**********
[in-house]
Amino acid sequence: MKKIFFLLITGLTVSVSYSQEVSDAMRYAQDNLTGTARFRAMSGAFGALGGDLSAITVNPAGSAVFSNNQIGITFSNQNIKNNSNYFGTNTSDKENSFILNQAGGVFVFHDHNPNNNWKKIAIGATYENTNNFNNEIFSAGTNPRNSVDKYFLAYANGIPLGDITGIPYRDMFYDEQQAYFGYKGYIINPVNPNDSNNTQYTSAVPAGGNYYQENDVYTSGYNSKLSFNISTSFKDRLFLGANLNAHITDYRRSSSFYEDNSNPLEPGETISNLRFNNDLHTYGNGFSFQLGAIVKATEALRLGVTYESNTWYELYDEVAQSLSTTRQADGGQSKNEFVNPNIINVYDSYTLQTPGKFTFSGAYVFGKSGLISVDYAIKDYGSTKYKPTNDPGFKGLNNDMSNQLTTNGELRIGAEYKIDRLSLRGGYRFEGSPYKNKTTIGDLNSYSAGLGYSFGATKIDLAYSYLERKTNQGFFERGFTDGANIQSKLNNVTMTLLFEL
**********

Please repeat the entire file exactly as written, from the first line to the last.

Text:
[in-house]
Amino acid sequence: MKKIFFLLITGLTVSVSYSQEVSDAMRYAQDNLTGTARFRAMSGAFGALGGDLSAITVNPAGSAVFSNNQIGITFSNQNIKNNSNYFGTNTSDKENSFILNQAGGVFVFHDHNPNNNWKKIAIGATYENTNNFNNEIFSAGTNPRNSVDKYFLAYANGIPLGDITGIPYRDMFYDEQQAYFGYKGYIINPVNPNDSNNTQYTSAVPAGGNYYQENDVYTSGYNSKLSFNISTSFKDRLFLGANLNAHITDYRRSSSFYEDNSNPLEPGETISNLRFNNDLHTYGNGFSFQLGAIVKATEALRLGVTYESNTWYELYDEVAQSLSTTRQADGGQSKNEFVNPNIINVYDSYTLQTPGKFTFSGAYVFGKSGLISVDYAIKDYGSTKYKPTNDPGFKGLNNDMSNQLTTNGELRIGAEYKIDRLSLRGGYRFEGSPYKNKTTIGDLNSYSAGLGYSFGATKIDLAYSYLERKTNQGFFERGFTDGANIQSKLNNVTMTLLFEL